We all know that type of leadership approach where they yell and scream in your face until you do it right, whatever “it” may be. Some people excel under that technique and thrive off of the pressure to succeed, but many people do not.
Senior men’s gymnastics captain Ryan Ponce is more of a lead-by-example type of guy, and why not, when the example being set is pretty much perfected. With a 15.633 average, Ponce was ranked No. 1 in the nation among all gymnasts in the still rings. He has received titles such as CGA National Men’s Gymnast of the Week and ECAC Gymnast of the week, and is still the defending USAG and EIGL national champion on the rings.
The trend that we are used to as humans is the act of mimicking what we are taught. If an older brother or sister acted a certain way, the youngest would usually follow. But in Ponce’s case, he was exposed to one form of leadership, but chose to practice another.
In high school, Ponce was a part of the Tri-Town Gymnastics team where his coach, Frank Valentin, was a firm believer in yelling as a form of motivation. Although he doesn’t practice what he was preached, Ponce responded with an enthusiastic “definitely” when asked if he owes much of his success to having been coached under Valentin.
“Ryan is very quiet. He is not a yeller at all. The team responds well to him because he is respectable, very self-directed,” said head coach Steve Posner.
The Tolland, Conn. native is not only self-motivated, but he is also quite the stubborn one. Ponce has definitely had his share of injuries – broken leg, broken elbow, shin stress fractures, dislocated fingers… the list goes on and on. Having started doing gymnastics at age three, Ponce has certainly worked up a high tolerance to pain.
“I rarely go to the trainers. If I’m hurting, I just push through it and it eventually goes away. I’ve probably iced a total of three times,” said Ponce with a laugh.
This laid back Sports Biology major is clearly an extraordinary athlete with many accomplishments secured under his belt, but upon meeting him for the first time, you would have never known it. There is not an ounce of arrogance in him; Ponce is as selfless as Mother Theresa.
“Sure, he has his own goals and skills to work on, but during practice everyone else’s progress is just as important to him as his own, and I believe that is where people respect him the most,” said teammate Patrick Hanley.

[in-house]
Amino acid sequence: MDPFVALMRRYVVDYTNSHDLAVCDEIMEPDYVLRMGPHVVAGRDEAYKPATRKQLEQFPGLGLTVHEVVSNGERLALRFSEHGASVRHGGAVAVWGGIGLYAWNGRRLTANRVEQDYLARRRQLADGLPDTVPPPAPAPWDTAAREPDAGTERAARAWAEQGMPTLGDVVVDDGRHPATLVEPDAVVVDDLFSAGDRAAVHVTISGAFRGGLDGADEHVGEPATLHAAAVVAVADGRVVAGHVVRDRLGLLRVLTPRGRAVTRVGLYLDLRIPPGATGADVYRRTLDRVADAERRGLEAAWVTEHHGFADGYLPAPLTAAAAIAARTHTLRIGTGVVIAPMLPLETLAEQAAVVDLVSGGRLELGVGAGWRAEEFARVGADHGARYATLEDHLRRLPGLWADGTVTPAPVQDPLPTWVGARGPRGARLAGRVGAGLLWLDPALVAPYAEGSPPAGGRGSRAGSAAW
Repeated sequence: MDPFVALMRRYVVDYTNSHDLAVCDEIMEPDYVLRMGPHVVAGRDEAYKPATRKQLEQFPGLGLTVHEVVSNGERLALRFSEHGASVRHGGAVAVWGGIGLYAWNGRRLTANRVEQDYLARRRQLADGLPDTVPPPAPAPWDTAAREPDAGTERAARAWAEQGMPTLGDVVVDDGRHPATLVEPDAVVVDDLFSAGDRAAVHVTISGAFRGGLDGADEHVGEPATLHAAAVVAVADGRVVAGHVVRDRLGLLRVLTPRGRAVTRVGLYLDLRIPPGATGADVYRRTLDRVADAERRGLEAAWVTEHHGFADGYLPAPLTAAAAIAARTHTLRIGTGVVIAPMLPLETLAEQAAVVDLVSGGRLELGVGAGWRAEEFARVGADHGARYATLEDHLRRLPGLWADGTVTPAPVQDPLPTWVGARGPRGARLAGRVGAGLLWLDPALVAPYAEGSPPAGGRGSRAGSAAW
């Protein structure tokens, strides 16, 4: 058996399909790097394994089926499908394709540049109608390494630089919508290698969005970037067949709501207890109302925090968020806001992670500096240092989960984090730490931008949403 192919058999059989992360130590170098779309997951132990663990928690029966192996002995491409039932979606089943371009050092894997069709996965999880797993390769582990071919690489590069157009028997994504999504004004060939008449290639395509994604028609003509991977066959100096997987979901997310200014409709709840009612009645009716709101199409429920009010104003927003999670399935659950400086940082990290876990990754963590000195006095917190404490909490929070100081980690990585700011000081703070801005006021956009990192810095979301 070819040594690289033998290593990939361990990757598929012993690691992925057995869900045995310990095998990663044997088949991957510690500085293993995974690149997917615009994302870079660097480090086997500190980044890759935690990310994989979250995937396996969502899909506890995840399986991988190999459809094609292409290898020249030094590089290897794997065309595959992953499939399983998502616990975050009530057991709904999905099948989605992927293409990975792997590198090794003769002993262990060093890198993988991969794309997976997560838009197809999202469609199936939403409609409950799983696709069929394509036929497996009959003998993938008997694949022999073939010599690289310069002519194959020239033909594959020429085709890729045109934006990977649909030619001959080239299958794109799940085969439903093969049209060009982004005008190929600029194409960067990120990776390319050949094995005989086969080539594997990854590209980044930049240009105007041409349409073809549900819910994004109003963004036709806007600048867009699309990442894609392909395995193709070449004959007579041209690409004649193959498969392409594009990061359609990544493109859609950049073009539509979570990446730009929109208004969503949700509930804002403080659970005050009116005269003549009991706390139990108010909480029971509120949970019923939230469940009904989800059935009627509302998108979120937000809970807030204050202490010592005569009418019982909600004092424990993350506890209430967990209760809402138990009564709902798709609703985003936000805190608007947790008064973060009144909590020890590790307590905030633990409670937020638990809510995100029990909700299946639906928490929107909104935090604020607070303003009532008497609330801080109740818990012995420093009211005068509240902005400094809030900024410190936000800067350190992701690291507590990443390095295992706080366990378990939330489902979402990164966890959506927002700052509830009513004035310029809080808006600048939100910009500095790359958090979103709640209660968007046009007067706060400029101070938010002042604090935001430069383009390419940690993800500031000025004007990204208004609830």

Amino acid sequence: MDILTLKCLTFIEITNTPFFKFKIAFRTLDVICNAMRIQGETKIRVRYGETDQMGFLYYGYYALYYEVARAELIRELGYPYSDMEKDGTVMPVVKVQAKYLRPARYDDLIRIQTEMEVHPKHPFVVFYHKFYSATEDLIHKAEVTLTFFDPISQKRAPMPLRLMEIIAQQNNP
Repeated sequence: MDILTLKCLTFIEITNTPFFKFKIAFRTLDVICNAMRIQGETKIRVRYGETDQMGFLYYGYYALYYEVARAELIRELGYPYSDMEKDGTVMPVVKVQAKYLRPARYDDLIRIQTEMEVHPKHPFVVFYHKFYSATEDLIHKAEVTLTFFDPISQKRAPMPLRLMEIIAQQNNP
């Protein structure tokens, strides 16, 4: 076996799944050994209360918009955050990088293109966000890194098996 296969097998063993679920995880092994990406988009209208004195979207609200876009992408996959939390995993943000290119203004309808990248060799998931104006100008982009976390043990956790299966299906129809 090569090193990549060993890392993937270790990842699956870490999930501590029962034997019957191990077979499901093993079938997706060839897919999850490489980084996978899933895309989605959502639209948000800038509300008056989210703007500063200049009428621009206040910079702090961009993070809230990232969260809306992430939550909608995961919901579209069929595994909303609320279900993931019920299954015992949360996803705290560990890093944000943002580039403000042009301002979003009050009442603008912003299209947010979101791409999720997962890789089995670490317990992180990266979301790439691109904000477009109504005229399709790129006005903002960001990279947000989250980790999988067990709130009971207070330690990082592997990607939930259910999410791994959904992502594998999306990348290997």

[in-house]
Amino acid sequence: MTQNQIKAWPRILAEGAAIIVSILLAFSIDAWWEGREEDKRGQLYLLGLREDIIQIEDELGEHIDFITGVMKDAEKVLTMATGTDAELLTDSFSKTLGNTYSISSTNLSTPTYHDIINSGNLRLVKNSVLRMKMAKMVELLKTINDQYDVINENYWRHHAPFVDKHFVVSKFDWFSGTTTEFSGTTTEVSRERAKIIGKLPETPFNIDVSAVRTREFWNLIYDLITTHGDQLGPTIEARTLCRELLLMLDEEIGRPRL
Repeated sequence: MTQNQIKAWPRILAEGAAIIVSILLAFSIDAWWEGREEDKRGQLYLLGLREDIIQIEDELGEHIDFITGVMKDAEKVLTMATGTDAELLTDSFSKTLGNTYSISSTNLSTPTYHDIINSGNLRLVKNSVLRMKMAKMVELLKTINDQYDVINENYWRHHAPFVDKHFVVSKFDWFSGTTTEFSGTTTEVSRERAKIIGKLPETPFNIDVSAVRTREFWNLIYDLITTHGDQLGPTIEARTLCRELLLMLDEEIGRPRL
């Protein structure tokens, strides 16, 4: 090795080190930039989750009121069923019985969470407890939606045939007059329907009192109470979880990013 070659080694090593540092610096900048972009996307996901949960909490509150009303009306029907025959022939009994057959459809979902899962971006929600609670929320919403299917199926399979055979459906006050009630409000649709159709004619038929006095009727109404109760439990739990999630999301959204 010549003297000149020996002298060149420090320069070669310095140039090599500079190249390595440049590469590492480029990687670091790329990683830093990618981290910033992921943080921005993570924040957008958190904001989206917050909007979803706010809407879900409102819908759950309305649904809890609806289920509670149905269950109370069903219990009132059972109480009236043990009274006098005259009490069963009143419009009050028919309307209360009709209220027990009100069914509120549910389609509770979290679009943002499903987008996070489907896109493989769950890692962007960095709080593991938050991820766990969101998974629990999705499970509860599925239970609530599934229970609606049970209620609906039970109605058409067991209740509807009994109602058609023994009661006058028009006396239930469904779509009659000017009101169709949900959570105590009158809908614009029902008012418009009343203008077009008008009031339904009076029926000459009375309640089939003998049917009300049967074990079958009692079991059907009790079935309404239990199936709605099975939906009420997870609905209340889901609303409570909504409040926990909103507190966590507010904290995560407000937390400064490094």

Undeniably talented, Ponce does not lack that sympathetic side that some athletes do. Friends of his have been caught saying, “great athlete, better friend.” He puts others before himself and is always willing to help anyone who asks.
“I think Ryan’s most unique quality inside the gym [and outside] as a close friend is the ability to keep a calm and level head through any situation. Whether I have a skill I can’t make in the gym or a test for a class that I’m clueless in, Ryan has no problem sitting there listening and giving his best rational thought on the subject,” said Hanley. “He always seems to see the positive side in any predicament, which has been a blessing as a teammate and as a friend.”
As for his future, Ponce has his eyes on the prize: Division I All-American. Might as well aim for the top spot, right?
“As an athlete, I expect high possibilities for Ryan. He has a shot to do big things,” praised Posner, without a shred of doubt in his voice.
It is fitting that Ponce’s parents, Debby and Vince, are just as dedicated as their son. Having traveled as far as Colorado to watch him in action. Ponce described his mother and father as his No. 1 supporters.
“They don’t really have a limit as to where they will go. The only meet they’ve ever missed was when I was in middle school,” explained Ponce.
Ponce’s ability to capture an audience with his raw talent is something you have to see for yourself. Don’t miss the opportunity to see him in his element at the 104th Gymnastics Exhibition Show on October 25th and 26th. His nationally-recognizable talent on the still rings will be unlike any performance you have ever seen.